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2021 – Stanford's Inaugural Democracy Day

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Is Democracy in Danger? panel and Q&A event

Schedule of Events

Donuts & Democracy: A Deliberative Discussion on Social Media

10:00am-12:00pm
Wilbur Field; Students

Donuts and Democracy expert panel

Based on the concept of Deliberative Polling®, participants deliberated in small groups on policy questions and heard directly from issue area experts in plenary sessions. This was an exciting, hands-on opportunity to learn about deliberative democracy and its ability to change the way we think, interact, and govern. Co-sponsored by the Center for Deliberative Democracy and part of the practicum course led by Alice Siu, Deputy Director of the Center for Deliberative Democracy at Stanford, and Tom Schnaubelt, Executive Director of the Haas Center for Public Service. 

Merging Science & Contemplative Practice for Climate Action with Project Drawdown

12:00pm–1:15pm
Virtual; Open to All

Project Drawdown has led years of research and analysis by scholars around the world to identify the proven technologies and practices that are most effective in reversing the buildup of greenhouse gases in Earth’s atmosphere. Crystal Chissell, Project Drawdown's Senior Director of Drawdown Communities, discussed the Drawdown framework of climate solutions and a template for making a personal climate action plan that can be supported by contemplative practice. Co-sponsored by the Stanford Prevention Research Center and the Department of Medicine.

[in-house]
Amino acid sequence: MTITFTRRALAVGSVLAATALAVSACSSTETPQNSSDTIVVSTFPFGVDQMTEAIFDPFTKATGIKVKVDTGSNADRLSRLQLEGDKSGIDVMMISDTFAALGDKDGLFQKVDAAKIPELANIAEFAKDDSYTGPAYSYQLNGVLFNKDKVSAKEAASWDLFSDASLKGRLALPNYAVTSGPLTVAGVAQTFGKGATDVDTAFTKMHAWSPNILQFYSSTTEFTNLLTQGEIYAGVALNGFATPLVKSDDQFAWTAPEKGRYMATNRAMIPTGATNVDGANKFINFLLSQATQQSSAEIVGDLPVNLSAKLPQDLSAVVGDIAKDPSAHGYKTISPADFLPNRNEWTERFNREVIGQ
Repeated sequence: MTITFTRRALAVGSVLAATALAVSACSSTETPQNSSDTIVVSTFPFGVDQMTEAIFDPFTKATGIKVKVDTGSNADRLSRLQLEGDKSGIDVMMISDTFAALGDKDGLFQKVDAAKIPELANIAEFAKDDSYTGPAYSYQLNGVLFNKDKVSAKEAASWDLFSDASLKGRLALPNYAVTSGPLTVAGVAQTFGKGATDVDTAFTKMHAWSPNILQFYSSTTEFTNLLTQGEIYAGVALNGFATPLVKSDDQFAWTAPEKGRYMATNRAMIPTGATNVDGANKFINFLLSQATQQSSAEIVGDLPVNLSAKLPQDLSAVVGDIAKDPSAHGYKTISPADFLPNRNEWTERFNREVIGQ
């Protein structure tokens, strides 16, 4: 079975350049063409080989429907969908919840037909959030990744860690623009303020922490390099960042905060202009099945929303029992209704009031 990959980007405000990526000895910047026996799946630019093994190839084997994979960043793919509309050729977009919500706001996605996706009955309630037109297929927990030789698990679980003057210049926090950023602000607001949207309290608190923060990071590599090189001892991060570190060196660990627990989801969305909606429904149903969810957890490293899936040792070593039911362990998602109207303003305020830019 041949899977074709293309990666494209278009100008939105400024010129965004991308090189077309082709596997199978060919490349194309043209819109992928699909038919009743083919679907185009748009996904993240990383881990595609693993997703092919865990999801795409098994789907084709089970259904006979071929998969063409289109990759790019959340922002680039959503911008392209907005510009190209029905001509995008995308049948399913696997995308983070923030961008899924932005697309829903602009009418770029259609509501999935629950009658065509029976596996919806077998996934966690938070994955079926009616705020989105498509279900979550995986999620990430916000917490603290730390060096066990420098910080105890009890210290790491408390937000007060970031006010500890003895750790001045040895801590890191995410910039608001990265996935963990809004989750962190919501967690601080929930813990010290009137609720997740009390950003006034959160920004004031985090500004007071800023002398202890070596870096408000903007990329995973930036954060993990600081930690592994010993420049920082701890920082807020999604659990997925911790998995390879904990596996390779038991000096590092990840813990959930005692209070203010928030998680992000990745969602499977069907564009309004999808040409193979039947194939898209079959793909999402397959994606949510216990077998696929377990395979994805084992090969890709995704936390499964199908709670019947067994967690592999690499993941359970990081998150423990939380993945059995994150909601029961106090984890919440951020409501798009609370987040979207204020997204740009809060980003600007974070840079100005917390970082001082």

Democracy Day Discussion with Senator Jeff Merkley (D-OR)

12:30pm–1:15pm
Virtual; Open to All

A virtual discussion with Oregon Senator and Stanford alum Jeff Merkley, '79, on the state of American democracy, the importance of civic engagement, and how students can shape America’s future. Co-sponsored by Stanford in Government. 

Is Democracy in Danger? An Interdisciplinary Conversation

2:00pm–4:00pm
Meyer Green (panel) and Canfield Court (reception); Open to All

Democracy Day faculty panel

Moderated by former U.S. Ambassador to Russia Michael McFaul, faculty talked about threats to American democracy and what gives them hope for the future in response to questions from the audience. Panelists: Cheryl Phillips, Hakeem Jefferson, Janine Zacharia, and Mehran Sahami.

 

Democracy Day reception and discussions

Following the panel, participants had an opportunity to enjoy some food together and reflect on the panel and civic engagement in their own lives. Student facilitators trained by the McCoy Center for Ethics in Society led small-group discussions. 

#AllVoteNoPlay Party

4:00pm–5:00pm
The d.school; Students

Participants heard from athlete alumni on the importance of civic engagement in sports, and gathered for good food and fun. Co-sponsored by the d.school and Stanford Athletics.

Can Democracies Beat Climate Change? A Roundtable Discussion with Profs. Paul N. Edwards and Adam Bonica

4:30pm–5:30pm
Haas Center for Public Service; Students

Democracy Day Climate Roundtable

Students enjoyed pizza and an intimate conversation with Prof. Paul Edwards, Director of the Science, Technology, and Society program and a lead author of the 2021 IPCC report, and Prof. Adam Bonica, Associate Professor of Political Science. Co-sponsored by Students for a Sustainable Stanford.

Dinner & Dialogue

5:30pm–7:30pm
Various Dining Halls; Students and Faculty

Instructors hosted lunch or dinner conversations with students in dining halls across campus to talk about the role of civic engagement, participation, and citizenship in their lives.

Movie Night: Boys State

7:30pm–9:30pm
Meyer Green; Open to All

Participants gathered to watch Boys State, an award-winning 2020 documentary following participants in the Texas chapter of Boys Nation, a program where thousands of high school boys are tasked with building a representative government from the ground up.

Mural Painting

Students painting Democracy Day mural

All Day
Meyer Green; Open to All

Participants painted a democracy-themed mural on the terrace above Meyer Green with a great view of the faculty panel event. The finished mural is displayed in the Haas Center.